Facts: Recep Tayyip Erdogan
Recep Tayyip Erdogan was born in Istanbul in 1954. He became the city’s mayor in 1994.
In 2001, Erdogan founded the conservative Islamist Justice and Development Party (AKP), which has ruled Turkey since 2022. In the 2002 election, he was not allowed to stand as a candidate, as he had previously served a shorter prison sentence for publicly quoting a poem that was considered to propagate Islamist violence.
He took over as prime minister in 2003, a role he held until 2014 with Abdullah Gül as president.
In 2014, Erdogan himself was elected president, the first in Turkey to be elected through general elections. He was re-elected with an absolute majority in June 2018.
During the AKP’s first year in power, Turkey experienced a strong economic boom. In recent years, however, the economy has stagnated, with rampant inflation and unemployment, while, according to many observers, the country has developed in an authoritarian direction.
After the 2018 elections, Erdogan, through various laws and decrees, began to reshape the state apparatus in a way that basically meant that the previous parliamentarism was replaced by a presidential rule, with a very large concentration of power to the head of state.
At the same time, Erdogan and the AKP have given Islam an increasingly prominent place in historically strongly secular Turkey.
Turkey’s strongman for the past two decades was greeted by loud cheers from hundreds of supporters as he delivered his first speech after Sunday’s election.
— We will govern the next five years. With God’s help, we will earn your continued support, he said according to the AFP news agency.
As tens of thousands of supporters celebrated in Istanbul and Ankara, Erdogan said he wants to unite the country.
– Are you ready? One nation, one flag, one homeland. We shall be great, we shall be alive, we shall be brothers. Together we are Turkey.
Kemal Kiliçdaroglu was all the more dejected – but not defeated, he says.
— We must continue the fight. I ask you all to do it for the sake of democracy, he told his supporters in Ankara.
He describes the election as the most unfair in many years in Turkey and says that he is saddened that democracy lost.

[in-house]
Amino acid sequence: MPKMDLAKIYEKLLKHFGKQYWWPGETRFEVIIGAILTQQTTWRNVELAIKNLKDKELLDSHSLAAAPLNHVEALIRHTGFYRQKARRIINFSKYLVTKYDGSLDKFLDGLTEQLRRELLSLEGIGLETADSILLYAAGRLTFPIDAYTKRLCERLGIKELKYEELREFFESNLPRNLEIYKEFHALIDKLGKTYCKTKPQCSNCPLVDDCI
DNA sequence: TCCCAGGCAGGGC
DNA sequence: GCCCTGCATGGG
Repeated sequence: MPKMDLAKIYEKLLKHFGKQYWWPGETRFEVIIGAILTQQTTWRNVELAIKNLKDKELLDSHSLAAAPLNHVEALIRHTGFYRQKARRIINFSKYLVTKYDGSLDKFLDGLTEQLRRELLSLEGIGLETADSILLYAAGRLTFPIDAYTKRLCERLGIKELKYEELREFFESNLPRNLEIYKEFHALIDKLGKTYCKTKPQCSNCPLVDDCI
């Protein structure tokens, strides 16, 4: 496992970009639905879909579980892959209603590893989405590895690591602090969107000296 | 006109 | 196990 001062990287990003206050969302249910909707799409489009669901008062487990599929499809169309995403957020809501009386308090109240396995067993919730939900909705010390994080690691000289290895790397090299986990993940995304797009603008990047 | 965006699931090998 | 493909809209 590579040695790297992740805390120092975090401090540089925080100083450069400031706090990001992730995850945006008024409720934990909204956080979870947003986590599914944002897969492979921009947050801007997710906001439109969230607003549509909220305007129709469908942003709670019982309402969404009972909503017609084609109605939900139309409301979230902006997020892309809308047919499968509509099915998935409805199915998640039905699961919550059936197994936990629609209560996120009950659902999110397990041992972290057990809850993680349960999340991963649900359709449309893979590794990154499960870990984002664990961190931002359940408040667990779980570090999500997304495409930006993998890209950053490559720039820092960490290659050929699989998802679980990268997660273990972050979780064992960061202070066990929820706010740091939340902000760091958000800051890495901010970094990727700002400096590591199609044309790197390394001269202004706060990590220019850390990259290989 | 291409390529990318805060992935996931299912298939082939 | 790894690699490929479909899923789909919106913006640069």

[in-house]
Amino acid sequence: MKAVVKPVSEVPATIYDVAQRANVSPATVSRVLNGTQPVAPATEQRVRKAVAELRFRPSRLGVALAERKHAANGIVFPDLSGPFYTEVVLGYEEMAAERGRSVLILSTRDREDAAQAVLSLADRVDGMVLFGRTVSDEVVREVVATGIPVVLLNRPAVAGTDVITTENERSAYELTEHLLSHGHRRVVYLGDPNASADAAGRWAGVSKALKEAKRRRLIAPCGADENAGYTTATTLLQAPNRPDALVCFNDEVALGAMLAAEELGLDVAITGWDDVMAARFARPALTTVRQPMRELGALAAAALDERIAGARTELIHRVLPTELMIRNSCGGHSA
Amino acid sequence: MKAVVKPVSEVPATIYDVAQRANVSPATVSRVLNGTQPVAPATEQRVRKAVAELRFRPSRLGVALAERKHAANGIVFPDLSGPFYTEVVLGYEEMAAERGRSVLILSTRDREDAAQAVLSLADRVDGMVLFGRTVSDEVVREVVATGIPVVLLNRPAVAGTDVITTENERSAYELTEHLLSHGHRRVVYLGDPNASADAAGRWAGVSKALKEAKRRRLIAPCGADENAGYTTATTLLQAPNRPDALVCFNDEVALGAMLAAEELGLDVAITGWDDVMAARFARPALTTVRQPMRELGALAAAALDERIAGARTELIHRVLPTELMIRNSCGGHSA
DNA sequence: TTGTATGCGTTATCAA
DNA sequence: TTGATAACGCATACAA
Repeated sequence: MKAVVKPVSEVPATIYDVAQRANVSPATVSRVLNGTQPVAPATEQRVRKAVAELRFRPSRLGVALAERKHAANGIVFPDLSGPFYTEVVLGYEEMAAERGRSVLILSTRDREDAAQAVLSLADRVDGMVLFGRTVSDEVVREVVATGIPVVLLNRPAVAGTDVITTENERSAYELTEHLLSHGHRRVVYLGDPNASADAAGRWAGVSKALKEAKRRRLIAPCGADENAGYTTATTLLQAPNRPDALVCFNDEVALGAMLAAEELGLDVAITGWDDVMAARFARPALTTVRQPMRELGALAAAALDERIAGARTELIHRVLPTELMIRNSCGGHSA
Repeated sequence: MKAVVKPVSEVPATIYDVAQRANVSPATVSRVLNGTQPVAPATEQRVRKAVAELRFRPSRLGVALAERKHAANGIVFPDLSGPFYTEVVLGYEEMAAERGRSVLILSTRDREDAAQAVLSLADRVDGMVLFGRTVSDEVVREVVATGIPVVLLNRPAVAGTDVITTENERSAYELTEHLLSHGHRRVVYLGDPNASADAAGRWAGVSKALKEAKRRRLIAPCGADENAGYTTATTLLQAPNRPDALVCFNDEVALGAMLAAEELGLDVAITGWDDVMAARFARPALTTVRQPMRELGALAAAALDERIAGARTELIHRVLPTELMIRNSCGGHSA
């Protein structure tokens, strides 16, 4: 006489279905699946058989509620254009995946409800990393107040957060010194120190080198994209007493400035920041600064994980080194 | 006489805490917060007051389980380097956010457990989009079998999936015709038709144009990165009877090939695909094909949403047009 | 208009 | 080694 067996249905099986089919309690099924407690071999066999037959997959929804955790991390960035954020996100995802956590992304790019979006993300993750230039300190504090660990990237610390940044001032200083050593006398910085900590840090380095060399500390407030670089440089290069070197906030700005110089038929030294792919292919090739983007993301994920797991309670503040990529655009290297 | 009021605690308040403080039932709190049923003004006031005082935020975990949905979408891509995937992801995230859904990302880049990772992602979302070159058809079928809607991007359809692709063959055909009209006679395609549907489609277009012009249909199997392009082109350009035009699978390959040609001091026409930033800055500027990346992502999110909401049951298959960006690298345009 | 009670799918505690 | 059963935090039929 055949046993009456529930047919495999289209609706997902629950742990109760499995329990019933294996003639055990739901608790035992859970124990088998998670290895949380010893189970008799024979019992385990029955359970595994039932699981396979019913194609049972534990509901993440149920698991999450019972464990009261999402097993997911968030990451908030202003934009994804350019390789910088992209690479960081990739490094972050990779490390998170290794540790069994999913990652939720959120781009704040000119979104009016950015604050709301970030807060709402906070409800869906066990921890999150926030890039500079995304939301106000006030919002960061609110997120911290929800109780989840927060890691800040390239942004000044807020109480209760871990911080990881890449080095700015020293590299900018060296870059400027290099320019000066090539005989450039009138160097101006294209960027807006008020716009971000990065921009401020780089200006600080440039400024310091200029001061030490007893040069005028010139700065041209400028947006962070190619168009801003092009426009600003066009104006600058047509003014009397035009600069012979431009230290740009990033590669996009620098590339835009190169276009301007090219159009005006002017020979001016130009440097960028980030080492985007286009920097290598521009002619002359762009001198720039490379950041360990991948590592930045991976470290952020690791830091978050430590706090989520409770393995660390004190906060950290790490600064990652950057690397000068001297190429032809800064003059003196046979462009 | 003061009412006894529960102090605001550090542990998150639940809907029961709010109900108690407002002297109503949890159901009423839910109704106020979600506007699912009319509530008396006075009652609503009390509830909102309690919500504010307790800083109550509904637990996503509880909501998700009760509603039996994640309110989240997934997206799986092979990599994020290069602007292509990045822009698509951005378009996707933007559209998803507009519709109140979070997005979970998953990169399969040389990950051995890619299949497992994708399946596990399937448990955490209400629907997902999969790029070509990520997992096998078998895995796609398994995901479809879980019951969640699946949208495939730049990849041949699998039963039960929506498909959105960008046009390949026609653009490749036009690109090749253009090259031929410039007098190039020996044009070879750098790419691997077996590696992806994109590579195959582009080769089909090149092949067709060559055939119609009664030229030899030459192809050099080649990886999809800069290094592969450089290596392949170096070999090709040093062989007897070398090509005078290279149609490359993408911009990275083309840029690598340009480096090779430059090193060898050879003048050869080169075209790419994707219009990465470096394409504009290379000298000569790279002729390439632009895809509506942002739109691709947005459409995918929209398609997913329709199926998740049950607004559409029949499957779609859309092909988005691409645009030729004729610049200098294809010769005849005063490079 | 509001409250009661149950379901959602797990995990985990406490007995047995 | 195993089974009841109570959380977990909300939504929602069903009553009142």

— My real sadness is over the difficulties that await our country.
The country’s election authority has declared Erdogna the winner. With 99.8 percent of the votes counted in the second round of the presidential election, Erdogan receives 52.1 percent of the vote, compared to 47.9 for challenger Kiliçdaroglu.
The news agency Anka, which is close to the opposition, reports slightly weaker support for Erdogan – but it too states that he is heading for a win, with 51.9 percent against 47.9.
Erdogan supporters cheer outside the presidential palace in Ankara. Kristersson congratulated
The congratulations already started pouring in during the early evening.
Sweden’s Prime Minister Ulf Kristersson (M) signs Twitter that he congratulates and that “our common security is a future priority” referring to Sweden’s NATO application, which Erdogan has so far stopped.
Norwegian Prime Minister Jonas Gahr Støre wishes Erdogan all the best and says, according to NTB, that Turkey is an important ally within NATO:
— Norway’s relationship with Turkey is good and we expect that Turkey will now ratify Sweden’s application for membership in NATO.
French President Emmanuel Macron, Ukrainian Volodymyr Zelenskyy, German Chancellor Olaf Scholz and Hungarian Prime Minister Viktor Orbán have also congratulated. Like Russian President Vladimir Putin.
Putin: Natural result
Putin salutes that: “Your victory is a natural result of your selfless work as the leader of Turkey” and praises Erdogan’s “contribution to strengthening the friendly ties” between the countries.
When the polls opened, most predicted that the incumbent president would win over Kiliçdaroglu, not least since the third candidate in the first round, Sinan Ogan, urged his voters to vote for Erdogan.
Opposition candidate Kemal Kiliçdaroglu gives his speech in Ankara.
According to the reports, election day itself was calm.
The main opposition party, Kiliçdaroglu’s CHP, says one of its own election observers was attacked in a village in southeastern Turkey, reports that have not been confirmed by independent sources. In other respects, there have been no reports of major fights.
Erdogan’s AKP party secured a continued majority in the chamber in the May 14 parliamentary election, provided the strongly nationalist MHP continues to act as a support party.